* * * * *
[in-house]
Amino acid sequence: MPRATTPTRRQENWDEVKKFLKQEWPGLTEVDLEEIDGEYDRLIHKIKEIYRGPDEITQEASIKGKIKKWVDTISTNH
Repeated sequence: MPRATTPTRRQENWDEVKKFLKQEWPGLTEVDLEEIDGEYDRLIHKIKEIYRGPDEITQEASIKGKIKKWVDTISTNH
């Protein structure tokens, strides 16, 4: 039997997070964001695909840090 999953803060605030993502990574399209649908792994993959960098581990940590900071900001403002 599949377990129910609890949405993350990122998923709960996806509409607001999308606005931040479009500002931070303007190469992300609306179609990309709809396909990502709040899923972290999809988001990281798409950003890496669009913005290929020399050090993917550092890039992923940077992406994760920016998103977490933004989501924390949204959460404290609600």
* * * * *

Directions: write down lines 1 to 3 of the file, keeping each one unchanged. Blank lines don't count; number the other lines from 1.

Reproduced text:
[in-house]
Amino acid sequence: MPRATTPTRRQENWDEVKKFLKQEWPGLTEVDLEEIDGEYDRLIHKIKEIYRGPDEITQEASIKGKIKKWVDTISTNH
Repeated sequence: MPRATTPTRRQENWDEVKKFLKQEWPGLTEVDLEEIDGEYDRLIHKIKEIYRGPDEITQEASIKGKIKKWVDTISTNH